One of the most treasured operas of all time, La traviata is told in waltz time, giving us the life of the most beautiful woman in Paris. Dancing away her days, Violetta survives on the generosity of the wealthiest men of France, living in luxury until she meets Alfredo Germont, who, having nothing, offers her love instead. For a short spring, she and Alfredo live an idyllic life in the country until his father convinces her that their relationship is harming Alfredo’s sister. She gives him up and returns to a man who has kept her in the past, and everything crashes down around her. Verdi created one of the world’s most successful works for the stage when he penned the perennial La traviata.
ACT I, Paris 1887: Violetta Valéry’s salon
Violetta, a beautiful courtesan, is hosting a party to celebrate her recovery from an illness. Her patron, the Baron Douphol is in attendance. Gastone (viscount of Letorieres) has brought along his friend, Alfredo, a young man who has long admired Violetta from afar. When they are introduced, Alfredo raises a toast to her health with a spirited brindisi (“Libiamo ne’ lieti calici”—Let’s drink to happiness). As her guests move to the ballroom to dance, Violetta suffers a fainting spell. She sends everyone on ahead, and sits a moment to recover. Alfredo returns, and confesses that he has loved her since the day he first saw her (“Un dì, felice, eterea”—You were so radiant, so lovely). At first, she protests that love means nothing to her, but something about Alfredo charms her. She hands him a camellia and asks that he return when the flower has wilted. Alone, Violetta muses on the possiblity of finding true love (“Ah fors’ è lui”—Could he be the one?), but concludes that freedom to live her life trumps her need for love (“Sempre libera”—Always free). Alfredo’s voice is heard in the distance singing about the marvels of love, highlighting the conflict in Violetta’s heart.
ACT II (Countryside near Paris, three months later)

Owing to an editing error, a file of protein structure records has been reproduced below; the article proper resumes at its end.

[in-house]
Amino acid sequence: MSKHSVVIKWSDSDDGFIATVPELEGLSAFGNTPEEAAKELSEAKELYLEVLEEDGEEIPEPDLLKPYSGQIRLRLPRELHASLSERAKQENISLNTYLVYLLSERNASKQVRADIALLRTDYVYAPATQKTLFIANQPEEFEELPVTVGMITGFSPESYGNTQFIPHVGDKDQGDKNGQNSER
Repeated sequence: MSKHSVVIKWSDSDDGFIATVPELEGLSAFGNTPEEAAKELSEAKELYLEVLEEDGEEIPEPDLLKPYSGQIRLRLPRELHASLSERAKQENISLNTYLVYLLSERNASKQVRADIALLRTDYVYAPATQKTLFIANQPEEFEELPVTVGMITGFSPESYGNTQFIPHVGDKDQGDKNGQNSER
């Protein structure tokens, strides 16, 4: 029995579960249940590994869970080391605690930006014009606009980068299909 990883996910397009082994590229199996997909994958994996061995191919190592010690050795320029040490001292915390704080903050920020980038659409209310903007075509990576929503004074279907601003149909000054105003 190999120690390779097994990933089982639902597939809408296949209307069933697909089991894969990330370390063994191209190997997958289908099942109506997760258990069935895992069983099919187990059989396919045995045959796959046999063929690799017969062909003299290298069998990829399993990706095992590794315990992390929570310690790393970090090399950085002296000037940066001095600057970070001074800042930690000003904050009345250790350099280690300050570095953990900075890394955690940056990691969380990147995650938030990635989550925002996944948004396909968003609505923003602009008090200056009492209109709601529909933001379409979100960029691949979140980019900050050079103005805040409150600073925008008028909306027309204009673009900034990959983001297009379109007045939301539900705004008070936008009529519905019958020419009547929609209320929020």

In love with Alfredo, Violetta has abandoned her urban life and moved away from Paris with him. Alfredo sings of their blissful domestic happiness (“De’ miei bollenti spiriti”—My former youthful ardor). When their maid, Annina, returns from Paris, Alfredo discovers that Violetta has been secretly selling her posessions to support their lavish lifestyle. His pride wounded, Alfredo leaves immediately to recover her belongings and repay their debts. Violetta comes into the house looking for Alfredo and a servant delivers a party invitation from her friend Flora. Violetta is amused, as she has no intention of returning to her social life in the city. Her cheerful mood is brought to an end with the unexpected arrival of Giorgio Germont, Alfredo’s father. Although impressed by Violetta’s noble demeanor, he demands that she break off her relationship with Alfredo, explaining that their scandalous affair has threatened his younger daughter’s engagement (“Pura siccome un angelo”—As pure as an angel). Violetta begs him not to demand such a sacrifice, but finally agrees to separate from Alfredo (“Dite alla giovine”—Tell your daughter). After Germont leaves, she sends an acceptance to Flora and begins to write a farewell letter to Alfredo, who returns abruptly. She hides the note and tries to excuse her excited state by tearfully asking him to love her no matter what the future holds (“Amami, Alfredo”—Love me, Alfredo), before rushing from the house. Puzzled by her behavior, Alfredo sits down to await the expected arrival of his father. A messenger delivers Violetta’s letter just as Germont returns to console his son (Di Provenza il mar, il suol—The sea and soil of Provence). Alfredo immediately suspects that Violetta has gone back to her former patron, and bent on jealous revenge, leaves to confront her at Flora’s party.